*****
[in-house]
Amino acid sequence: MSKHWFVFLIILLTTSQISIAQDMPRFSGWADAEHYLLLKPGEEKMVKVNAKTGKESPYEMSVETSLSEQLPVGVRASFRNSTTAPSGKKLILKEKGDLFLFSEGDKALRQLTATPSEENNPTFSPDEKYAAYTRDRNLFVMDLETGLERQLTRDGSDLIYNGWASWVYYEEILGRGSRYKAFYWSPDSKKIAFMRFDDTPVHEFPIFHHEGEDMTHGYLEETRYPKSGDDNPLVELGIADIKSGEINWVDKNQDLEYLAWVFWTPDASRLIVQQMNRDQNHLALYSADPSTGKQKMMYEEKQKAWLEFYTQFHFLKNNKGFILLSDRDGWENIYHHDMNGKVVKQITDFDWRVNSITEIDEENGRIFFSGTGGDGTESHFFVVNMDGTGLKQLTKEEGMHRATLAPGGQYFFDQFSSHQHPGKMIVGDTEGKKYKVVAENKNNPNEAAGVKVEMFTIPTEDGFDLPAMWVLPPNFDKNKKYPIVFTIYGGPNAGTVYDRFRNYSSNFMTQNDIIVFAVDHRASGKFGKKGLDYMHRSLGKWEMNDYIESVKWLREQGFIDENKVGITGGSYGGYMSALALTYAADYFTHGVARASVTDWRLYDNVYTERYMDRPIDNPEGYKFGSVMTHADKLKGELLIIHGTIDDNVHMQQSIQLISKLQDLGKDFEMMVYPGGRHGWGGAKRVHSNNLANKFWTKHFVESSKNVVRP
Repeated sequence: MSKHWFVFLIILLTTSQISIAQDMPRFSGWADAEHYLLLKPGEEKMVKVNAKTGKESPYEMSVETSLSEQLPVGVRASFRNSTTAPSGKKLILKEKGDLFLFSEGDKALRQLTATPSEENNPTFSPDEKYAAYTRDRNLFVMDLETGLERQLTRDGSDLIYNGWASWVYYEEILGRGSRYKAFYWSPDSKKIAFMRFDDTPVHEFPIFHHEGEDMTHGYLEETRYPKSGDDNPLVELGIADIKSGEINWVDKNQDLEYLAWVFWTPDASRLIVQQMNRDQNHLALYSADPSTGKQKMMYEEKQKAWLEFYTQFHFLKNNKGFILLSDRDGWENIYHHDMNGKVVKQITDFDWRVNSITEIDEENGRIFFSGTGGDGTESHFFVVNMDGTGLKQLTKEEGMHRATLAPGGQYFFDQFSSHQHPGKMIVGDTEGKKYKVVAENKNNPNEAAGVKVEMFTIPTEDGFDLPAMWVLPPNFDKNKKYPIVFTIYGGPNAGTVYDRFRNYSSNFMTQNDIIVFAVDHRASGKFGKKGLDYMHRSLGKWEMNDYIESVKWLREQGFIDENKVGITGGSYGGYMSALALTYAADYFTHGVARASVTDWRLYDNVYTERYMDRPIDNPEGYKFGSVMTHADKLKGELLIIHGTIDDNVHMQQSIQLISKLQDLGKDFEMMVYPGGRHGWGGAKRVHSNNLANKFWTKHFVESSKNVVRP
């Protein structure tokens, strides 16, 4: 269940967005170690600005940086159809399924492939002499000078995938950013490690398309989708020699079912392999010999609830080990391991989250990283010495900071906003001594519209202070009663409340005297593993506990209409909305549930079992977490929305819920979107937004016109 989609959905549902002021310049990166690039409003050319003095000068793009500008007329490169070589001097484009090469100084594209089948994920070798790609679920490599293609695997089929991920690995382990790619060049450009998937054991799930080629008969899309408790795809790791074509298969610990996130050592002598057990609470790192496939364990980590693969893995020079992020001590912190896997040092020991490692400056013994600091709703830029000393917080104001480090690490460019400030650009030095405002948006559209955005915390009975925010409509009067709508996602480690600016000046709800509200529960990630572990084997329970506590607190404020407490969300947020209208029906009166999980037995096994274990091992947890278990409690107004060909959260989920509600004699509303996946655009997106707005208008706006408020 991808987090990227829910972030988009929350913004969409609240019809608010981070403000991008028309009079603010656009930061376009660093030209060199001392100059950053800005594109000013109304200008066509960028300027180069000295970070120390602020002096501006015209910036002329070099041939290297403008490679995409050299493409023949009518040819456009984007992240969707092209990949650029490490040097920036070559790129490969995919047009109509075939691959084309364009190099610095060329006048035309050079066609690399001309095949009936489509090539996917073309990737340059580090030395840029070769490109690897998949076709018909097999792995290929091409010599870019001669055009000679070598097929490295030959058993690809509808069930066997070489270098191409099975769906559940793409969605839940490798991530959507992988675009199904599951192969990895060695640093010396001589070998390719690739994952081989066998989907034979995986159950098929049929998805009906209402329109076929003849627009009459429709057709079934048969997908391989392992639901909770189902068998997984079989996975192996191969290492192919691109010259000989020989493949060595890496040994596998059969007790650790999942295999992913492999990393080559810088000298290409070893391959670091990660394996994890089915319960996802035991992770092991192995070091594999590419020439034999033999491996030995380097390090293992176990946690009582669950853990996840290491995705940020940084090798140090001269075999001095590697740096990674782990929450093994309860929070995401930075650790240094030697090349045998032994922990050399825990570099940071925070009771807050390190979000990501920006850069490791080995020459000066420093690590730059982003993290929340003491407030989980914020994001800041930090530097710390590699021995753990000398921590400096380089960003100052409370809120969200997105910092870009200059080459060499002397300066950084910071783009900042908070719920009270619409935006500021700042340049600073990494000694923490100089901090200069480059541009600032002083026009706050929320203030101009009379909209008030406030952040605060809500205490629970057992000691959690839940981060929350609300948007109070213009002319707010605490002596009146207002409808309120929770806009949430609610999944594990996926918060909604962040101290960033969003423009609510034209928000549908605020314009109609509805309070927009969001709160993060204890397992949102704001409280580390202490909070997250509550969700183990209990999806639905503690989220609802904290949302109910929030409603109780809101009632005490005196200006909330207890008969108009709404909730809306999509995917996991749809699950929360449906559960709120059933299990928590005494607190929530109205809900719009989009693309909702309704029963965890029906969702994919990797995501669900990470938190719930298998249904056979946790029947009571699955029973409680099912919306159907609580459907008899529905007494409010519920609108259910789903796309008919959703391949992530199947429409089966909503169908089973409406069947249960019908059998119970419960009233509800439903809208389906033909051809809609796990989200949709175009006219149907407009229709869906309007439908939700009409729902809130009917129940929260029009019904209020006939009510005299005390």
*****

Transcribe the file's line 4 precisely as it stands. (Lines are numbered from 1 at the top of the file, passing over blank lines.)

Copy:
């Protein structure tokens, strides 16, 4: 269940967005170690600005940086159809399924492939002499000078995938950013490690398309989708020699079912392999010999609830080990391991989250990283010495900071906003001594519209202070009663409340005297593993506990209409909305549930079992977490929305819920979107937004016109 989609959905549902002021310049990166690039409003050319003095000068793009500008007329490169070589001097484009090469100084594209089948994920070798790609679920490599293609695997089929991920690995382990790619060049450009998937054991799930080629008969899309408790795809790791074509298969610990996130050592002598057990609470790192496939364990980590693969893995020079992020001590912190896997040092020991490692400056013994600091709703830029000393917080104001480090690490460019400030650009030095405002948006559209955005915390009975925010409509009067709508996602480690600016000046709800509200529960990630572990084997329970506590607190404020407490969300947020209208029906009166999980037995096994274990091992947890278990409690107004060909959260989920509600004699509303996946655009997106707005208008706006408020 991808987090990227829910972030988009929350913004969409609240019809608010981070403000991008028309009079603010656009930061376009660093030209060199001392100059950053800005594109000013109304200008066509960028300027180069000295970070120390602020002096501006015209910036002329070099041939290297403008490679995409050299493409023949009518040819456009984007992240969707092209990949650029490490040097920036070559790129490969995919047009109509075939691959084309364009190099610095060329006048035309050079066609690399001309095949009936489509090539996917073309990737340059580090030395840029070769490109690897998949076709018909097999792995290929091409010599870019001669055009000679070598097929490295030959058993690809509808069930066997070489270098191409099975769906559940793409969605839940490798991530959507992988675009199904599951192969990895060695640093010396001589070998390719690739994952081989066998989907034979995986159950098929049929998805009906209402329109076929003849627009009459429709057709079934048969997908391989392992639901909770189902068998997984079989996975192996191969290492192919691109010259000989020989493949060595890496040994596998059969007790650790999942295999992913492999990393080559810088000298290409070893391959670091990660394996994890089915319960996802035991992770092991192995070091594999590419020439034999033999491996030995380097390090293992176990946690009582669950853990996840290491995705940020940084090798140090001269075999001095590697740096990674782990929450093994309860929070995401930075650790240094030697090349045998032994922990050399825990570099940071925070009771807050390190979000990501920006850069490791080995020459000066420093690590730059982003993290929340003491407030989980914020994001800041930090530097710390590699021995753990000398921590400096380089960003100052409370809120969200997105910092870009200059080459060499002397300066950084910071783009900042908070719920009270619409935006500021700042340049600073990494000694923490100089901090200069480059541009600032002083026009706050929320203030101009009379909209008030406030952040605060809500205490629970057992000691959690839940981060929350609300948007109070213009002319707010605490002596009146207002409808309120929770806009949430609610999944594990996926918060909604962040101290960033969003423009609510034209928000549908605020314009109609509805309070927009969001709160993060204890397992949102704001409280580390202490909070997250509550969700183990209990999806639905503690989220609802904290949302109910929030409603109780809101009632005490005196200006909330207890008969108009709404909730809306999509995917996991749809699950929360449906559960709120059933299990928590005494607190929530109205809900719009989009693309909702309704029963965890029906969702994919990797995501669900990470938190719930298998249904056979946790029947009571699955029973409680099912919306159907609580459907008899529905007494409010519920609108259910789903796309008919959703391949992530199947429409089966909503169908089973409406069947249960019908059998119970419960009233509800439903809208389906033909051809809609796990989200949709175009006219149907407009229709869906309007439908939700009409729902809130009917129940929260029009019904209020006939009510005299005390």